As party leaders kept an anxious watch, legislators from four states queued up to vote in 16 MPs to the Rajya Sabha on Friday with some being ferried from resorts they had been sequestered in amid fears of poaching by rivals. The high-stakes race to the Upper House acquired urgency with the number of candidates exceeding the seats going to the polls in Haryana, Rajasthan, Maharashtra and Karnataka. Polling started at 9 am and will continue till 4 pm. The votes will be counted at 5 pm.
Elections to 57 Rajya Sabha seats were announced recently. All 41 candidates in Uttar Pradesh, Tamil Nadu, Bihar, Andhra Pradesh, Madhya Pradesh, Odisha, Chhattisgarh, Punjab, Telangana, Jharkhand and Uttarakhand were declared elected unopposed last Friday.
This left 16 seats in four states for which elections were necessitated – six in Maharashtra, four each in Karnataka and Rajasthan and two in Haryana. Prominent among those in the fray are Union Ministers Nirmala Sitharaman and Piyush Goyal, Congress candidates Randeep Surjewala, Jairam Ramesh and Mukul Wasnik, and Shiv Sena’s Sanjay Raut. All are expected to win without a hiccup.
In Maharashtra, seven candidates are in the fray for six seats in what is the first time in more than two decades that there is an electoral contest for the Rajya Sabha polls. A close contest is being played out between the state’s ruling Shiv Sena and the opposition BJP for the sixth seat. The contest is primarily between BJP’s Dhananjay Mahadik and the Sena’s Sanjay Pawar.
The ruling MVA – Shiv Sena, NCP, Congress – had kept their MLAs in different hotels and resorts in Mumbai till they left for the state assembly just before polling began.
The Assembly is the electoral college for the biennial elections. In Maharashtra, the total votes have come down from 288 to 285 — there is a vacancy due to the death of Shiv Sena MLA Ramesh Latke and the courts rejected pleas by minister Nawab Malik and former minister Anil Deshmukh seeking a day’s bail to cast their vote. In Karnataka, too, there is suspense over the fourth seat with three parties – BJP, Congress and JD-S — in contention.
Despite not having the numbers to win the fourth seat, all three fielded candidates for the seat, forcing an election.
The six candidates in the fray are Sitharaman, actor-politician Jaggesh and outgoing MLC Lehar Singh Siroya from the BJP, former Union Minister Jairam Ramesh and state general secretary Mansoor Ali Khan from the Congress, and former MP D Kupendra Reddy from the JD(S).
The fight for the fourth seat will see a direct contest between Siroya, Khan and Reddy.
As these elections have an open ballot system, every MLA (voter) has to show their ballot paper to their designated party agents. Worried about cross-voting, the JD-S had shifted its legislators to a hotel on Thursday night. Its Kolar MLA K Srinivas Gowda has already declared he will vote for the Congress candidate.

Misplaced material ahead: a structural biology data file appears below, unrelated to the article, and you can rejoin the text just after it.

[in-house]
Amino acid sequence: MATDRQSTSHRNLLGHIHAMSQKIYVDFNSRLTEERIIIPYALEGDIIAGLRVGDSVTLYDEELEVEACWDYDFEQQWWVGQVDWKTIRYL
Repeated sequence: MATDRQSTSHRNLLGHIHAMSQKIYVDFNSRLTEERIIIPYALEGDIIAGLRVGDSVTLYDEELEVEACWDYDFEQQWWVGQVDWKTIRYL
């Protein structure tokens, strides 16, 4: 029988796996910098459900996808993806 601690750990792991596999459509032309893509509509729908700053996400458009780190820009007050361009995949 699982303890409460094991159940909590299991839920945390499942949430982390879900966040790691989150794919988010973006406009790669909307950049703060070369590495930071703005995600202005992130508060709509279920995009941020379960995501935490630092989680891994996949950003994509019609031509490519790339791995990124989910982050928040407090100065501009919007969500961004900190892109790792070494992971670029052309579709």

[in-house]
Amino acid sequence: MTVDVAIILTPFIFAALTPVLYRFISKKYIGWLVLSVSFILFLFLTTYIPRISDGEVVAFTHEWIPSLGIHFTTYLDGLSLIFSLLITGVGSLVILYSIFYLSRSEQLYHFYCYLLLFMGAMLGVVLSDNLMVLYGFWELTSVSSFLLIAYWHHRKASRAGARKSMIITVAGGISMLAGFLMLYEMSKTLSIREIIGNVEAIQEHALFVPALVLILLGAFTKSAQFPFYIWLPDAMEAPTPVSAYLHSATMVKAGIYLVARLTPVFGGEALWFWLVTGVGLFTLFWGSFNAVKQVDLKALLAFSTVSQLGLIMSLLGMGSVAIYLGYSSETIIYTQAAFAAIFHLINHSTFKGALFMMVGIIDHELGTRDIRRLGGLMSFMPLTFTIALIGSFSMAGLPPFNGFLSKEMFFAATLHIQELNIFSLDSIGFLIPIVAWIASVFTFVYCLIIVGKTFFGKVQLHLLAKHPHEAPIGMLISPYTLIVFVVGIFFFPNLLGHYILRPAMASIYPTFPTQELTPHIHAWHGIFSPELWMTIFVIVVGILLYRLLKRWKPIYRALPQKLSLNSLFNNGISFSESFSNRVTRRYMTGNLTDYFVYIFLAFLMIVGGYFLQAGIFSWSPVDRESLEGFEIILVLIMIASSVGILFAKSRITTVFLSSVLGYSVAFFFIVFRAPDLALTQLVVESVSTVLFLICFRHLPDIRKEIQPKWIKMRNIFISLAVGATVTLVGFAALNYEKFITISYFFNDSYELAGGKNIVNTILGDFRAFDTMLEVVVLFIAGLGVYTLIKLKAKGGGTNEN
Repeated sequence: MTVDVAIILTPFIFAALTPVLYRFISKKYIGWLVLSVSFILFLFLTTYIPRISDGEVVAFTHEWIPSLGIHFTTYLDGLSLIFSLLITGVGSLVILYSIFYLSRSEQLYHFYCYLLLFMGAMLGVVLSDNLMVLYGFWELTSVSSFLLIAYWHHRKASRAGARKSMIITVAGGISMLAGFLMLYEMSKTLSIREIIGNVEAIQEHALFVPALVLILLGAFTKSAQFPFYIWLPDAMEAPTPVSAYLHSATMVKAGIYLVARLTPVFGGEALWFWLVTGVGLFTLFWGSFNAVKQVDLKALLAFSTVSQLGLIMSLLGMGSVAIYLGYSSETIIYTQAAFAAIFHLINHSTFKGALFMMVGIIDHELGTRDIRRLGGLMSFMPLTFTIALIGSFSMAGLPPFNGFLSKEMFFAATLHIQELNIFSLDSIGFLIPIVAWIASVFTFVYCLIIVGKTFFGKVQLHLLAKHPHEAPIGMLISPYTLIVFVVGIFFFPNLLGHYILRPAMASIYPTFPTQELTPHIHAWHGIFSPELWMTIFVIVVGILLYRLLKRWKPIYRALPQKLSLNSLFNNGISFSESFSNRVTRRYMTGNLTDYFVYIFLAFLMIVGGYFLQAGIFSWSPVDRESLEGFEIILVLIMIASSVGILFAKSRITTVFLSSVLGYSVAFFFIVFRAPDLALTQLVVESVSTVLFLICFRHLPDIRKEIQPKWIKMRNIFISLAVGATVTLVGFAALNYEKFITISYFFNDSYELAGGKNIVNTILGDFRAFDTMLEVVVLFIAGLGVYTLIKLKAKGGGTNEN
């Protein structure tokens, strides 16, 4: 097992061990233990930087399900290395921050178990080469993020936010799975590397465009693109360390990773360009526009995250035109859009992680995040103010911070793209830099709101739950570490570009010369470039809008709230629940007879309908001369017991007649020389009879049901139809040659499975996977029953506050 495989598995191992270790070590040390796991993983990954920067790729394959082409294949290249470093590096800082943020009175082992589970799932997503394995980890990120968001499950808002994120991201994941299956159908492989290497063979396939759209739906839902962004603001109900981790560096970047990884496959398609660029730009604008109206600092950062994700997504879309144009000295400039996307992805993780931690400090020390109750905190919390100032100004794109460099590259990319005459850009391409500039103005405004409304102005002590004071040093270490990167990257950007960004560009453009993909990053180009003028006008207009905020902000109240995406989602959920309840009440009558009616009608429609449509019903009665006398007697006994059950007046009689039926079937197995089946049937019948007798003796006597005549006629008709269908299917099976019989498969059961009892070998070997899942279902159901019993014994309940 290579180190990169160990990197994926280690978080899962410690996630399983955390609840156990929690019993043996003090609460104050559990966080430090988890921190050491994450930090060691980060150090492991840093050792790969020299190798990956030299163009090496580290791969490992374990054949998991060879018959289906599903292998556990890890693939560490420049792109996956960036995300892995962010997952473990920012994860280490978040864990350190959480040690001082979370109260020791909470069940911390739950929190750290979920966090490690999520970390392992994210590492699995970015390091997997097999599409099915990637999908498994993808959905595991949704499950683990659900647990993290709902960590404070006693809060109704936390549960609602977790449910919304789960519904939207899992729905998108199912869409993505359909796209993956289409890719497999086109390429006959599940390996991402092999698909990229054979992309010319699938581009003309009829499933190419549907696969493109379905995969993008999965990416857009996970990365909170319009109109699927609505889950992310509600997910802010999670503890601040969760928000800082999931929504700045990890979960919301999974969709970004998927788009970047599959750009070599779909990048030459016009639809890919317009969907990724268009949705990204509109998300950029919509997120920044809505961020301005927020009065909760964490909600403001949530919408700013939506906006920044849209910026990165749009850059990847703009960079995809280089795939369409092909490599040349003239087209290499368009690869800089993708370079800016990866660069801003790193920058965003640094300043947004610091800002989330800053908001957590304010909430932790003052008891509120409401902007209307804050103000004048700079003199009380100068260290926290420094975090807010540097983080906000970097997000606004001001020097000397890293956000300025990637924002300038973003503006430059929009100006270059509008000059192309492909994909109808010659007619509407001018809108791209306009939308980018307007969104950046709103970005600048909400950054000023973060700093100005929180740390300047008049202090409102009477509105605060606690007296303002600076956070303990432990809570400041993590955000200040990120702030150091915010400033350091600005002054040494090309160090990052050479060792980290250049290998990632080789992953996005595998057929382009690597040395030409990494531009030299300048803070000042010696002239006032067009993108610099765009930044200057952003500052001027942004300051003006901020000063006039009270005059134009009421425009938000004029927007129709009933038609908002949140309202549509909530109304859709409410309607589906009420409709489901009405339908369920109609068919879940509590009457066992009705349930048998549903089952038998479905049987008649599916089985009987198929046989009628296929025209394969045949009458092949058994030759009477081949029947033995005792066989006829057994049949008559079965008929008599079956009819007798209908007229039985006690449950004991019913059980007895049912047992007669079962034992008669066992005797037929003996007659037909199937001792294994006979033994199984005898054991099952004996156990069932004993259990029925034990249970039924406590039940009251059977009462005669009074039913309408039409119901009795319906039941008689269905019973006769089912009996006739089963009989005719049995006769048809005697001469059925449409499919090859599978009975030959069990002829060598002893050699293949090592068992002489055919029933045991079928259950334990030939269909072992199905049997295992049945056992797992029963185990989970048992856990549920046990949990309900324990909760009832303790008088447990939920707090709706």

In Rajasthan, the ruling Congress exuded confidence that it has the numbers to win three seats of the four while the BJP said it expects a ”miracle” when the results are announced.
Lashing out at the opposition BJP for fielding Subhash Chandra as an independent candidate despite not having majority, Rajasthan Chief Minister Ashok Gehlot claimed, “Their own MLAs did not like Chandra.” Gehlot told reporters outside Hotel Leela Palace on the Delhi highway where the party’s MPs had been corralled, “I am saying again that we are winning three seats comfortably and they (BJP) should take care of their house. The way they fielded another candidate, it was not liked by MLAs of their party.” “There is a reaction in the whole state. Elections were conducted unnecessarily otherwise all four seats — three by us and one by the BJP — would have been won comfortably,” he said.
One candidate needs 41 votes to win.
The Congress, with its 108 MLAs, will have 26 surplus votes after winning two seats. It will require 15 votes to win the third seat.
The Congress, which has fielded Randeep Surjewala, Mukul Wasnik and Pramod Tiwari, claims the support of 126 MLAs, including 108 from the party itself. The party needs 123 MLAs to win three seats.
The BJP has 71 MLAs in the state Assembly, enough to get one seat in the Rajya Sabha this time. After that, it will be left with 30 surplus votes.
The 30 surplus votes of the BJP and three of RLP (total 33) are with Chandra. He is short of eight MLAs to win the seat. The tension carried over to Haryana, where Congress had tucked away its MLAs in the Chhattisgarh capital Raipur and the ruling BJP-JJP its flock, including some Independents, at a luxury hotel in Chandigarh. After landing in Chandigarh, Congress legislators gathered at the home of former chief minister Bhupinder Singh Hooda and moved together to cast their votes. The BJP has fielded former minister Krishan Lal Panwar, while Ajay Maken, a former Union minister, is the Congress nominee. Media baron Kartikeya Sharma has entered the fray as an Independent.
While the BJP with 40 MLAs in the 90-member Haryana Assembly has nine more than the 31 first preference votes required for a straight win, the contest has become keen for the second seat with Sharma’s entry.
Sharma has the backing of the BJP-JJP combine, most Independents, as well one MLA each from the Haryana Lokhit Party and the INLD.
The Congress has 31 members in the 90-member Assembly, just enough to help its candidate win a seat. Its prospects could be in jeopardy in case of cross-voting. The BJP has 40 MLAs while its ally has 10 legislators. The Indian National Lok Dal and Haryana Lokhit Party have one each and seven are independents.
The Election Commission has appointed special observers and ordered videography of the entire exercise.